I made this journey a week ago en route to the Anna Kennedy Autism Expo at Brunel University. The journey divides naturally into several segments…
KING’S CROSS TO GREAT PORTLAND STREET
For this section of the route the Metropolitan line shares tracks with the Circle and Hammersmith & City lines, although on the day I travelled it those latter two lines were closed west of Baker Street, one reason why I did not have to wait long for a train to Uxbridge.
BAKER STREET TO FINCHLEY ROAD
For this section of the route the Metropolitan is directly above the Jubilee line (the Jubilee rises to the surface just beforc Finchley Road, and it and the Metropolitan run together for a time thereafter).
FINCHLEY ROAD TO WEMBLEY PARK
This is the section where the Metropolitan and Jubilee lines run side by side, tjhe Jubilee stopping at intermediate stations while the Metropolitan runs non-stop between Finchley Road and Wembley Park (with some ‘fast’ services running non-stop all the way to Harrow-on-the-Hill).
WEMBLEY PARK TO RAYNERS LANE
This is the section that is Metropolitan line only (with a connection to Chiltern Railways at Harrow-on-the-Hill).
RAYNERS LANE TO UXBRIDGE
This branch is shared by the Metropolitan and Piccadilly lines (the Piccadillyhaving taken over the running of Uxbridge services from the District line in the 1930s).
All of this post bar this introduction has appeared on aspi.blog a few moments ago. Because the road at the heart of it all is Exhbition Road, London, close to both South Kensington and Gloucester Road (each served by the District, Circle and Piccadilly lines) I am also posting it here. Here is a satellite view of the area:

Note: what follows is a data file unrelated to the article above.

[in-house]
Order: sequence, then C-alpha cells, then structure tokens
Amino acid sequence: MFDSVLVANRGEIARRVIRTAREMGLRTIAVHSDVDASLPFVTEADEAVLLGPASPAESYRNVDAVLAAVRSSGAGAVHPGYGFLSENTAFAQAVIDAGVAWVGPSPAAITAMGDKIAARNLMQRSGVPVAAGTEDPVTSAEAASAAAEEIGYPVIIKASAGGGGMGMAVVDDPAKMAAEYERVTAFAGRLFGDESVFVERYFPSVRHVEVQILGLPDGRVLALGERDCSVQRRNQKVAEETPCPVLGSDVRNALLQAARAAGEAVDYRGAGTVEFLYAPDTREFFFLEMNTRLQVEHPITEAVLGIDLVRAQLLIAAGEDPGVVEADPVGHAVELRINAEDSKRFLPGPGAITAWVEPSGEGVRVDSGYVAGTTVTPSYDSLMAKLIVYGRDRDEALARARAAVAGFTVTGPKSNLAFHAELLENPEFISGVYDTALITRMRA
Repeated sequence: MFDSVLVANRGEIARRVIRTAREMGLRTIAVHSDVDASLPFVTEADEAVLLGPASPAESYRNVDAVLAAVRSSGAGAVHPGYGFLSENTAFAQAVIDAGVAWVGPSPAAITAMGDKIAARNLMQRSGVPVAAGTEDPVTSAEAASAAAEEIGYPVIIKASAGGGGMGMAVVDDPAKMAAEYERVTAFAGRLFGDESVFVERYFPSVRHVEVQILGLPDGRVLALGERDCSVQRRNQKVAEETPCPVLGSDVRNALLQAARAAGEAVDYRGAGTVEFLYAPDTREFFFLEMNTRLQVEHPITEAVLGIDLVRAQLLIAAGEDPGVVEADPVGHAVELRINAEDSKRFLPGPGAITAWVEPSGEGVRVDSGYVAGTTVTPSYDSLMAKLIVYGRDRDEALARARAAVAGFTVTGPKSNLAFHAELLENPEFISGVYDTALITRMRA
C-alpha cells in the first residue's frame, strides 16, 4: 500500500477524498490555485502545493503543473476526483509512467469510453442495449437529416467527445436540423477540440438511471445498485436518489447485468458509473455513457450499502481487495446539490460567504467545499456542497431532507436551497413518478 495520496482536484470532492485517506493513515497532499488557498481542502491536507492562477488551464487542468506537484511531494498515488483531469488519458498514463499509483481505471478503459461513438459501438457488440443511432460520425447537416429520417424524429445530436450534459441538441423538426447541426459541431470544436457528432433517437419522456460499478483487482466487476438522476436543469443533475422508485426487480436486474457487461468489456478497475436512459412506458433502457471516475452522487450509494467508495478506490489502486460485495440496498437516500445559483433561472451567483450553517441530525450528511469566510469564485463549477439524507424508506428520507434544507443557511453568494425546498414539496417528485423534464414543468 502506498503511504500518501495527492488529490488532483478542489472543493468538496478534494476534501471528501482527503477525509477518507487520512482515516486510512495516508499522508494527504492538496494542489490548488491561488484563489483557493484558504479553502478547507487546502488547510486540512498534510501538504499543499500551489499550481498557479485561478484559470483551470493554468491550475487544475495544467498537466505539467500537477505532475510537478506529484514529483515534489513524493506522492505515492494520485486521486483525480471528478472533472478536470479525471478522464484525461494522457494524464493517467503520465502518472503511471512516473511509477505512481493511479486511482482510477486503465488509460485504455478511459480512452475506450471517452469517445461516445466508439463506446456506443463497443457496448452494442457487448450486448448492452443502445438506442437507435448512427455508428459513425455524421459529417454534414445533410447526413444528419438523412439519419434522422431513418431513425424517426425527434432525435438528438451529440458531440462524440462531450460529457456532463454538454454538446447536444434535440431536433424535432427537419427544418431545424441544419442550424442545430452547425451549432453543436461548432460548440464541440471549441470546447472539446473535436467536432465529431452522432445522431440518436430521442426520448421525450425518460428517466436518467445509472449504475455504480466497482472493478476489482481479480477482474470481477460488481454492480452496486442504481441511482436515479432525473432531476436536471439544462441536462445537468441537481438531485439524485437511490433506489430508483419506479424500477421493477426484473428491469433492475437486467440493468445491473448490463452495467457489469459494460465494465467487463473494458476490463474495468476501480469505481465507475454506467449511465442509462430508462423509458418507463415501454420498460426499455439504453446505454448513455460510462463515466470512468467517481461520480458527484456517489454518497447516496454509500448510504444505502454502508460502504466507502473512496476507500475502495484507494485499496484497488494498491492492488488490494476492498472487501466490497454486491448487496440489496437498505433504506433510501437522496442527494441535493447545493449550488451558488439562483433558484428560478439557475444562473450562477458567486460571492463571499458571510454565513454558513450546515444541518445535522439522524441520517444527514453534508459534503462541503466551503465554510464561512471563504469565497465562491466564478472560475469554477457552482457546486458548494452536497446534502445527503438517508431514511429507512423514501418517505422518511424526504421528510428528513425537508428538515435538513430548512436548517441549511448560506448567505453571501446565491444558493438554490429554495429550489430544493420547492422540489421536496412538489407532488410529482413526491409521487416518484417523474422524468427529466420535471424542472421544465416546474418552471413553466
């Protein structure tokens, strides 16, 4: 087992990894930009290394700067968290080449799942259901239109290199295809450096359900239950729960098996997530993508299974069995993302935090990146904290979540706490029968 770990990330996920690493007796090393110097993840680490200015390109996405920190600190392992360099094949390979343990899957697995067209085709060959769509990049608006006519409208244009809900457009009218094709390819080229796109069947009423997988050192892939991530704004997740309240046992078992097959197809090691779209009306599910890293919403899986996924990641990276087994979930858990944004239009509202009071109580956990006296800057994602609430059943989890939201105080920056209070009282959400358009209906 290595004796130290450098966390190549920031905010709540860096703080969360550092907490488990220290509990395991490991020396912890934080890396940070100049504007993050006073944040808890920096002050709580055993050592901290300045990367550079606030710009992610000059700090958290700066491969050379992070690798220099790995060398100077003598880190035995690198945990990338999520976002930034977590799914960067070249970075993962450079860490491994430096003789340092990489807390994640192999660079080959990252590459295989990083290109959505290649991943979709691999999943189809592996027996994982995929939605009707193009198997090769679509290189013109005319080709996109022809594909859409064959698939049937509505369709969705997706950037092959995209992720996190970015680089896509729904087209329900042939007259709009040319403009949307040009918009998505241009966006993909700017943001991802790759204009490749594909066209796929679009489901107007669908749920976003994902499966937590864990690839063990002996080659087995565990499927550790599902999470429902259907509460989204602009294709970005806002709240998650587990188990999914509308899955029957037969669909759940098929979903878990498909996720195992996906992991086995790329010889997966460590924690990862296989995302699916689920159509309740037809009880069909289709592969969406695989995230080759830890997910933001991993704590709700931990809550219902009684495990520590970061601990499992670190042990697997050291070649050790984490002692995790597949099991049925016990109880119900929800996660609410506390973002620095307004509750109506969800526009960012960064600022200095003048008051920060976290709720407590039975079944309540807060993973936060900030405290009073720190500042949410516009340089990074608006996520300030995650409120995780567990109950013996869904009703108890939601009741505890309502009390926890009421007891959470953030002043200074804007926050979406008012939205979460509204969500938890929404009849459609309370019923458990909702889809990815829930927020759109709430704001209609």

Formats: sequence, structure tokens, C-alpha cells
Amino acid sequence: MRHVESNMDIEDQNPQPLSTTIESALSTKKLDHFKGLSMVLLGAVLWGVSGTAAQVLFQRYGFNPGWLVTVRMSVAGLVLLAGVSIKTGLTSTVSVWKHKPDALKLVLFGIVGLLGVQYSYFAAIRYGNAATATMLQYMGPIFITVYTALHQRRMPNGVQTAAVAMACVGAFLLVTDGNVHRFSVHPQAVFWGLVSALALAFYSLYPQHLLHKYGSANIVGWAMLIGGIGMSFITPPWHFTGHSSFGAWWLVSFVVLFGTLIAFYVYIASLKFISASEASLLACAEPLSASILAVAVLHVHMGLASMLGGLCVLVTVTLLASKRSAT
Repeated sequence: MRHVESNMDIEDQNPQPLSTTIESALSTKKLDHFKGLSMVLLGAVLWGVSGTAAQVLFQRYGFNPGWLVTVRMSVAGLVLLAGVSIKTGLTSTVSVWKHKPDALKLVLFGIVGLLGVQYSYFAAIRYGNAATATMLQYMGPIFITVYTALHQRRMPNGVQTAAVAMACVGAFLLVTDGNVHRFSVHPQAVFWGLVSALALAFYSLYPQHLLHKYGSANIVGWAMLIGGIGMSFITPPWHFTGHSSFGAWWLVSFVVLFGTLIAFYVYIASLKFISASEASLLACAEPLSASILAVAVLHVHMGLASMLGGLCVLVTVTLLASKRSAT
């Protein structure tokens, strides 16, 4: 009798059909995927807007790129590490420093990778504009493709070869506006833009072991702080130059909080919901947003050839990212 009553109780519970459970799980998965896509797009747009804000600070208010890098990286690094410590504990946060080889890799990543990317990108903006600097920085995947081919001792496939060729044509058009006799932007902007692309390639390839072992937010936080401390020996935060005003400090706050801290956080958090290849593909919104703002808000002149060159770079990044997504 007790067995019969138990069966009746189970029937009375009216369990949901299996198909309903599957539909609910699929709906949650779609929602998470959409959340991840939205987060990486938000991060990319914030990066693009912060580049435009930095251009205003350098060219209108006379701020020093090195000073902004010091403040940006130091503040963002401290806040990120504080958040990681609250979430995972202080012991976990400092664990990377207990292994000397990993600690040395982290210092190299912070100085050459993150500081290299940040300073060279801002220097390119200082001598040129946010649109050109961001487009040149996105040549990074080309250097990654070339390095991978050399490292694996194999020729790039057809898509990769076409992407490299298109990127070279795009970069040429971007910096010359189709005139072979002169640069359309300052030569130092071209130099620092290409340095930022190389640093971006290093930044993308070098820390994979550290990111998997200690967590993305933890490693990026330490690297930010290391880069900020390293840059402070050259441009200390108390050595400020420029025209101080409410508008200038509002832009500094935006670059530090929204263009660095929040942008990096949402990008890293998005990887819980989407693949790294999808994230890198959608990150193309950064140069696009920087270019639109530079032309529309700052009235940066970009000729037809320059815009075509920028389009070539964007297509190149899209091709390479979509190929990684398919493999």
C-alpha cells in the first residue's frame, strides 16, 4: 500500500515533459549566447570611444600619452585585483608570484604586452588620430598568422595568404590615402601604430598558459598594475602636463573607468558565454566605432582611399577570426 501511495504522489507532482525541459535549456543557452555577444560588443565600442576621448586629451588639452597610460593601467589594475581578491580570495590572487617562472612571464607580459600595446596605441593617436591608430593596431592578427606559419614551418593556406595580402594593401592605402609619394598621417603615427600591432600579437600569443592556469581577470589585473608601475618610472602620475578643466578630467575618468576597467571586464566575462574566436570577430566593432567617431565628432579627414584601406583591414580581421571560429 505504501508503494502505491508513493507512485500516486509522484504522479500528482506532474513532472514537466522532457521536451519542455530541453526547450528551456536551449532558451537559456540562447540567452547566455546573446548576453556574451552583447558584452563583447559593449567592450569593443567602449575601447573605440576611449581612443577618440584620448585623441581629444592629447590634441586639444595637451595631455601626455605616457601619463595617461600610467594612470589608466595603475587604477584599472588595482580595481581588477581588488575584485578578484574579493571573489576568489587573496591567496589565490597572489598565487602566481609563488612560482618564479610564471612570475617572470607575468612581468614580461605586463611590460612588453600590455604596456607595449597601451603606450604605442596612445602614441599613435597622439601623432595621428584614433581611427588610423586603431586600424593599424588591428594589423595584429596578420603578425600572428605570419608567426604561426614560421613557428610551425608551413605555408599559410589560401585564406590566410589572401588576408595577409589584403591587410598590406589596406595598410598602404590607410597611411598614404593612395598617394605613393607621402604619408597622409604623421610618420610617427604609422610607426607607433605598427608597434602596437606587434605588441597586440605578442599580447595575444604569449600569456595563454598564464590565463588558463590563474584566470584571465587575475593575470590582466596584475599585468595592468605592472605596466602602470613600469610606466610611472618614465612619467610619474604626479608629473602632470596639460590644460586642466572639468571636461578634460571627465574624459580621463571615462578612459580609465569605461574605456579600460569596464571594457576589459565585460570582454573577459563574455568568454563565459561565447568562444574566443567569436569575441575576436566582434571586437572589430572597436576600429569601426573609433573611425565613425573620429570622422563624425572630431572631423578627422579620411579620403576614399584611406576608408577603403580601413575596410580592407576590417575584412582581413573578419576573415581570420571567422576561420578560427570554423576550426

WHAT IS A SHARED SPACE ROAD?
A shared space road is a road without pavements, with no clear distinctions between where cars, cyclists and pedestrians should be. According to some this arrangement reduces accidents. However, a recent incident on London’s Exhibition Road has called this into question. Here is a tweet from campaign group Transport forAll:
This (to me) raises two questions to be taken in turn:
CAN SHARED SPACE ROADS WORK?
I am uncertain on this one and will welcome evidence from people with experience of shared space roads in their localities. My own view is that they could work but the following is necessary:
Clear signage explaining what a shared space road is and what that means.
A very low speed limit for motor vehicles (even lower than the 20mph which is now commonplace in the vicinity of schools) fiercely enforced – speeding on a shared space street should be punished more severely than speeding elsewhere because of the greater risk of hitting someone.
Referring back to my first bullet point it needs to made clear that motorists are always expected to give way to cyclists and pedestrians.
Given what I know of London drivers I do not think that London is the right city to be trialling these (although Rome and Paris would both clearly by even worse options!)
SHOULD EXHIBITION ROAD BE A SHARED SPACE ROAD?
Absolutely not – it should be completely pedestrianised. There are excellent public transport connections in this part of the world.
This post looks at one of the more distinctive stations on the system. I have some good illustrations for you.
The original station was opened in 19o2 serving the District line, as that line expanded east. In 1936 services on what was then the Hammersmith & City section of the Metropolitan line started calling there as that route was extended along the line of the District to Barking. Finally, in 1946, as part of an extension to enable Central line trains to run over former Great Eastern Railway tracks to Ongar, that line came to Mile End in 1946. This history creates a…